At the start of this busy new year, you’re probably busy formulating a profitable business strategy, taking inventory, organizing your books and evaluating what you did right (and not so right.) Dave Anderson has a suggestion: Instead of focusing solely on financial matters, why not take a good hard look at the character of your company?
“When you really think about it, the Ponzi schemes and shady CEO scandals that made headlines throughout 2009 boil down to a lack of solid character,” says Dave Anderson, author of How to Run Your Business by THE BOOK: A Biblical Blueprint to Bless Your Business (Wiley, 2009, ISBN: 978-0470496428, $24.95). “Character does matter in business, and right now is a great time to sit down and define your goals for the character of your company with your employees.”
That’s right. Anderson is asking business leaders to get serious about defining what their company stands for—and share those values with employees.
“It’s amazing how few leaders take the time to do this,” says Anderson. “They may feel uncomfortable discussing character issues, or maybe they’ve never given a lot of thought to what they really stand for themselves; but just resolving to sit down and articulate your beliefs is a powerful exercise—and one that yields powerful results.”
Not exactly certain what constitutes good character? You’re in luck! Anderson says there are five simple rules that every employee, from the top of the corporate ladder on down should follow to ensure that they have a rock-solid character this year:
Don’t Tell White Lies. We’re all guilty of telling a white lie or two. In fact, most of us do it on a daily basis and hardly even notice anymore! While we may consider those little untruths to be harmless, consider that instructing your receptionist to tell a caller that you’re out of the office when you really aren’t is a reflection on your own character. White lies are still lies, after all. Think of all the business scandal stories from this past year and how many of them were the result of dishonesty—and how that dishonesty shattered the lives of so many people.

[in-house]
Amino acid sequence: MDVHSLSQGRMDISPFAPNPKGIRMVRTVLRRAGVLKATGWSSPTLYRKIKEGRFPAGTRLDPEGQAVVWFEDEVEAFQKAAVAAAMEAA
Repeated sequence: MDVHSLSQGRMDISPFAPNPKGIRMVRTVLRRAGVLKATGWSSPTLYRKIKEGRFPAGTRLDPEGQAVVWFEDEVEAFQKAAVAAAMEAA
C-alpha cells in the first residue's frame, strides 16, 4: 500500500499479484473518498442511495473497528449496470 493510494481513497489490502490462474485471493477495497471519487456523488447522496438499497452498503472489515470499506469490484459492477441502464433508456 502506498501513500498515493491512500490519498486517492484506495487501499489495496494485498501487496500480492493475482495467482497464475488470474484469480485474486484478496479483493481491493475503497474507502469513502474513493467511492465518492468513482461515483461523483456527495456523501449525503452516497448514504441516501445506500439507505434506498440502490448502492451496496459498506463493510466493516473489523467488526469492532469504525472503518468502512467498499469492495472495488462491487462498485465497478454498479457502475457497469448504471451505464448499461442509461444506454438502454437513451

“White lies are like the gateway drug to bigger offenses,” says Anderson. “Even though telling the truth is often the hard and unpopular thing to do, honesty is rule number one to developing sound character. Tell the truth because it is the right thing to do, and encourage your employees to do the same. In the end it protects your personal integrity, and honors rather than diminishes everyone who hears what you have to say.”
Keep Your Commitments. Have you ever made a business promise that you didn’t keep? Perhaps you didn’t follow through with a promised promotion, or skipped out early on a day when you promised to work late. Given the past year’s turbulent economy, it’s even more likely that you found yourself in a situation where your mouth wrote checks in the good times that your bank account can no longer cash. Cutting expenses is necessary and understandable, but Anderson warns that breaking promises is not—even if it turns out to be more costly, inconvenient or time-consuming than you estimated.
“Don’t take your promises casually,” asserts Anderson, “and explain to your employees that they shouldn’t either. This is a real test of practice what you preach, as your employees will be less inclined to follow this guideline if they don’t see you doing the same. Before you commit to anything, make certain that you can live with the worst-case scenario resulting from what you’re agreeing to; and always, always follow through. Do what you said you’d do, regardless of the cost.”